Matt Smith leaving?

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greystone_06
 
 
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Zarius wrote:
greystone_06 wrote:Bye Matt,

Good actor, cr*p Doctor.

Only an idiot tells anything less than personal truth.
Only an idiot says he was a cr*p Doctor.

How interesting. My remark was a personal reflection, yours was quite personal.

I suggest you watch some real Doctor Who and come back when you can do more than just throw mud.
#William Hartnell will always be the 1st Doctor. The Doctor is male.
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ReganMacNeilfan
 
 
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Matt IS REAL!!! :x

And sorry Liz i see my mistake on you know what. One more annoying you know what and its you know what. ;)
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LizR
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ReganMacNeilfan wrote:Matt IS REAL!!! :x

And sorry Liz i see my mistake on you know what. One more annoying you know what and its you know what. ;)
"Ooh, yes, I know...."
(to quote the divine Sybil Fawlty)
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OptikaNET wrote:I was referring to the comment made by her character, Delenn, in "Babylon Five" that sentient life is the Universe's attempt to understand itself...
Oh, that. Not original with B5 I'm afraid. But it does indicate the views of a philosopher who puts mind as primary (like Descartes) so that answers my question, and places her in pole position in the famous MIND-MATTER-MATHS triangle.

What is mind?
Doesn't matter.
What is matter?
Never mind.

....but maths, however, just keeps on going. You might change the laws of gravity or the speed of light or even thermodynamics, but 1+1=2 at all times, in all places, in all universes.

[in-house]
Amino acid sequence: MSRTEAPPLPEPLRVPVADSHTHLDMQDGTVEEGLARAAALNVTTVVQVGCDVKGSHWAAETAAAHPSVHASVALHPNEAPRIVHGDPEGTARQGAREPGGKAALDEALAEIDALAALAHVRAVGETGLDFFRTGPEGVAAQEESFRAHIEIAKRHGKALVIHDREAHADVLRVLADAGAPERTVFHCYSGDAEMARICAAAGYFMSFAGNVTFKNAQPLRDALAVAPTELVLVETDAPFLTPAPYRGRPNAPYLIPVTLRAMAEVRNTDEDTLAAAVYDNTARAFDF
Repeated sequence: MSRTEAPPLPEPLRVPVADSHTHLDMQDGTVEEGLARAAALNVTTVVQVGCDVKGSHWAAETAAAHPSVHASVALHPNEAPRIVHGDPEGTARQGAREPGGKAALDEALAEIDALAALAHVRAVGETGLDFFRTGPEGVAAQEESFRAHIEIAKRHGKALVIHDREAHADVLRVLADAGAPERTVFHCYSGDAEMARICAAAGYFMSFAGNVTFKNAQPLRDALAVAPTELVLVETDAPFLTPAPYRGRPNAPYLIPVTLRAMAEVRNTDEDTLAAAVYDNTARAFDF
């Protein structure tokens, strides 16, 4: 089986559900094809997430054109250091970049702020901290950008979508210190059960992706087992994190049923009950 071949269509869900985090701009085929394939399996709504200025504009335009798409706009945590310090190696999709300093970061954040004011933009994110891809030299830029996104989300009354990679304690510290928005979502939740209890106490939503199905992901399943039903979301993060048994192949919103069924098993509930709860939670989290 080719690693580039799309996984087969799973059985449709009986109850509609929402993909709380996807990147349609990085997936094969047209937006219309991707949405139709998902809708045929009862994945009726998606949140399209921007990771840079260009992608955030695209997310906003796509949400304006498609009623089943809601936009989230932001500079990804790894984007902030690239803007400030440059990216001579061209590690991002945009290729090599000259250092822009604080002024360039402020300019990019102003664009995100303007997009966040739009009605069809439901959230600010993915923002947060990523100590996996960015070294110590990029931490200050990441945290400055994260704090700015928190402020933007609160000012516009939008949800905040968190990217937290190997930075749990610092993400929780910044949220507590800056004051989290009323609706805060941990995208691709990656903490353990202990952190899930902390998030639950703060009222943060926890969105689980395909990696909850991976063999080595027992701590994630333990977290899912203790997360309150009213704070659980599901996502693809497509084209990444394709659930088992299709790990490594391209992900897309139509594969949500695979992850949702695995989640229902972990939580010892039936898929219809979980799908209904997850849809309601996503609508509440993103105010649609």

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OptikaNET
 
 
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LizR wrote:
OptikaNET wrote:I was referring to the comment made by her character, Delenn, in "Babylon Five" that sentient life is the Universe's attempt to understand itself...
Oh, that. Not original with B5 I'm afraid. But it does indicate the views of a philosopher who puts mind as primary (like Descartes) so that answers my question, and places her in pole position in the famous MIND-MATTER-MATHS triangle.

What is mind?
Doesn't matter.
What is matter?
Never mind.

....but maths, however, just keeps on going. You might change the laws of gravity or the speed of light or even thermodynamics, but 1+1=2 at all times, in all places, in all universes.
Really? You seem very sure about that, but there are lots of physicists who expect that the universal "constants" that underpin our universe may be different in other universes. There may be a universe out there where pi = 4, where the Planck constant is different, where e has a different value.

Given these fundemantal changes in the structure of those universes, how can you be sure that 1 + 1 would equal 2 in them?

Kind Regards
Dave
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OptikaNET
 
 
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...And that's without getting into the strong-anthropic arguments that mathematics is a human construct, or the semi-Sheldrake territory of thinking that maths works because we believe it does!!! After all, without encountering another intelligence and comparing notes, we have no way of independantly verifying it.

And physics assumes that the universe follows the same rules throughout, no matter where you look; which is a necessary assumption for the science of cosmology to progress, but it's still an untested assumption. And with us constantly having to "multiply our entities" to create things like "Dark Matter", "Dark Energy" and "Dark Flow" to explain things we can see that don't follow the maths, it's not unreasonable to spare a bit of thought for a universe which follows different rules in different areas. Modified Newtonian Gravity is already treading that territory...

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Dave
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Zarius wrote:
greystone_06 wrote:Bye Matt,

Good actor, cr*p Doctor.

Only an idiot tells anything less than personal truth.
Only an idiot says he was a cr*p Doctor.
I am most definitely NOT an idiot, and I think he was a "potential franchise killing disaster" level of awful.